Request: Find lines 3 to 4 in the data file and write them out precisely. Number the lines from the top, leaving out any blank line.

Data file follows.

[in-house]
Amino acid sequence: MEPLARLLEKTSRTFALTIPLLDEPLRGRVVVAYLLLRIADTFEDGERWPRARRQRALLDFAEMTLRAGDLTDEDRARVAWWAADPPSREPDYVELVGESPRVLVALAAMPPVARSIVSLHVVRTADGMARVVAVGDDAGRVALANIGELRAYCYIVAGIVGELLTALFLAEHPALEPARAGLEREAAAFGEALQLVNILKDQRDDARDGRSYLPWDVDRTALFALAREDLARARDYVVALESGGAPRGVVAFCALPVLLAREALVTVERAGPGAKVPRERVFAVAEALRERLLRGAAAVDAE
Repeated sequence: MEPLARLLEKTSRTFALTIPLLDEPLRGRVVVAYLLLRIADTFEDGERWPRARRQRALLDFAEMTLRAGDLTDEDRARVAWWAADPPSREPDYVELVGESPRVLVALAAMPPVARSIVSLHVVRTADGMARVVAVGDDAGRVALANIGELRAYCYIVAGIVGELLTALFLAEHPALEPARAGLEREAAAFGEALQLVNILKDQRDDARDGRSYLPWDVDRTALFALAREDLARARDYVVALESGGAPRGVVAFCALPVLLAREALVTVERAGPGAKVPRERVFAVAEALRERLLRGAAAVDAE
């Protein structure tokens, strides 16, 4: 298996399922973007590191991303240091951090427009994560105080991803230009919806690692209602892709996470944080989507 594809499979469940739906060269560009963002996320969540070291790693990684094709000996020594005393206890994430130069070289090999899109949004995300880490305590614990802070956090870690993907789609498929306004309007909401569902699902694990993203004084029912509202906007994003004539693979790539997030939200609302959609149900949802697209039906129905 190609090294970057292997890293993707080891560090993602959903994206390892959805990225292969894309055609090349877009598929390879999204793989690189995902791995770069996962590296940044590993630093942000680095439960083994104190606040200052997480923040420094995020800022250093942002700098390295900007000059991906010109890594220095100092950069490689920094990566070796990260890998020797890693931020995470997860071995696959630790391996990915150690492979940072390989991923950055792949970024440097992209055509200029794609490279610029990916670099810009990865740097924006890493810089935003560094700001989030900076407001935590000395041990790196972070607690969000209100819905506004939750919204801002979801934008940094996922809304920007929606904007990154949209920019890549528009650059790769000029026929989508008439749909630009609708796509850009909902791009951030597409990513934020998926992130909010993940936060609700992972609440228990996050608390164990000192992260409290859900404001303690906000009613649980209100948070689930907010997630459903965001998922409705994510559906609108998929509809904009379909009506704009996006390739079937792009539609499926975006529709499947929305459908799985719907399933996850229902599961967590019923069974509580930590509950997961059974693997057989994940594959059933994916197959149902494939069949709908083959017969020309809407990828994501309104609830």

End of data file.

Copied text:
Repeated sequence: MEPLARLLEKTSRTFALTIPLLDEPLRGRVVVAYLLLRIADTFEDGERWPRARRQRALLDFAEMTLRAGDLTDEDRARVAWWAADPPSREPDYVELVGESPRVLVALAAMPPVARSIVSLHVVRTADGMARVVAVGDDAGRVALANIGELRAYCYIVAGIVGELLTALFLAEHPALEPARAGLEREAAAFGEALQLVNILKDQRDDARDGRSYLPWDVDRTALFALAREDLARARDYVVALESGGAPRGVVAFCALPVLLAREALVTVERAGPGAKVPRERVFAVAEALRERLLRGAAAVDAE
């Protein structure tokens, strides 16, 4: 298996399922973007590191991303240091951090427009994560105080991803230009919806690692209602892709996470944080989507 594809499979469940739906060269560009963002996320969540070291790693990684094709000996020594005393206890994430130069070289090999899109949004995300880490305590614990802070956090870690993907789609498929306004309007909401569902699902694990993203004084029912509202906007994003004539693979790539997030939200609302959609149900949802697209039906129905 190609090294970057292997890293993707080891560090993602959903994206390892959805990225292969894309055609090349877009598929390879999204793989690189995902791995770069996962590296940044590993630093942000680095439960083994104190606040200052997480923040420094995020800022250093942002700098390295900007000059991906010109890594220095100092950069490689920094990566070796990260890998020797890693931020995470997860071995696959630790391996990915150690492979940072390989991923950055792949970024440097992209055509200029794609490279610029990916670099810009990865740097924006890493810089935003560094700001989030900076407001935590000395041990790196972070607690969000209100819905506004939750919204801002979801934008940094996922809304920007929606904007990154949209920019890549528009650059790769000029026929989508008439749909630009609708796509850009909902791009951030597409990513934020998926992130909010993940936060609700992972609440228990996050608390164990000192992260409290859900404001303690906000009613649980209100948070689930907010997630459903965001998922409705994510559906609108998929509809904009379909009506704009996006390739079937792009539609499926975006529709499947929305459908799985719907399933996850229902599961967590019923069974509580930590509950997961059974693997057989994940594959059933994916197959149902494939069949709908083959017969020309809407990828994501309104609830």